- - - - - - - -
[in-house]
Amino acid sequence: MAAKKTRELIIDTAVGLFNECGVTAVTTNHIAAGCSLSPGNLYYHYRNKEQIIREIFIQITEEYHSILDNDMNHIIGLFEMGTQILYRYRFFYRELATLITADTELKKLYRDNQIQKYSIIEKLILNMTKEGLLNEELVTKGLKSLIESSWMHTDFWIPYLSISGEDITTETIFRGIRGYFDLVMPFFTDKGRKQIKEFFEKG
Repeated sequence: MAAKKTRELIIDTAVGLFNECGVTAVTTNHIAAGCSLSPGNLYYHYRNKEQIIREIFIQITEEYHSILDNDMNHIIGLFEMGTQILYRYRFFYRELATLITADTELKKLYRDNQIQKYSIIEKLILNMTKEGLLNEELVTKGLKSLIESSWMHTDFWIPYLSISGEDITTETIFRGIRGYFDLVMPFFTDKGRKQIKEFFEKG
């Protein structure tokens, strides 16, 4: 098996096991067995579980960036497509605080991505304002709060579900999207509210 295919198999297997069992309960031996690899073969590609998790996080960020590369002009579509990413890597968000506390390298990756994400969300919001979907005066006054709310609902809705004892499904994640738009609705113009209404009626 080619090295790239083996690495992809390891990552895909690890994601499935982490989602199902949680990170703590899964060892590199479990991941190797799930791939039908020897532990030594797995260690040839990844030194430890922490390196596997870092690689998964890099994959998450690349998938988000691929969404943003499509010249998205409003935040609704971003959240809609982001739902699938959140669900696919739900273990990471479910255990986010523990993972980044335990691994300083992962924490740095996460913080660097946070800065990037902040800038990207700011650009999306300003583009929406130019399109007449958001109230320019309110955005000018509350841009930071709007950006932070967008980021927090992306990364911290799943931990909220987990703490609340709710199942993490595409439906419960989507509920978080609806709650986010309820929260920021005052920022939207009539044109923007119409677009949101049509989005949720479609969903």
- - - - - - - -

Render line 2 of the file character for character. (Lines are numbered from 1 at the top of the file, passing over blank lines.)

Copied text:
Amino acid sequence: MAAKKTRELIIDTAVGLFNECGVTAVTTNHIAAGCSLSPGNLYYHYRNKEQIIREIFIQITEEYHSILDNDMNHIIGLFEMGTQILYRYRFFYRELATLITADTELKKLYRDNQIQKYSIIEKLILNMTKEGLLNEELVTKGLKSLIESSWMHTDFWIPYLSISGEDITTETIFRGIRGYFDLVMPFFTDKGRKQIKEFFEKG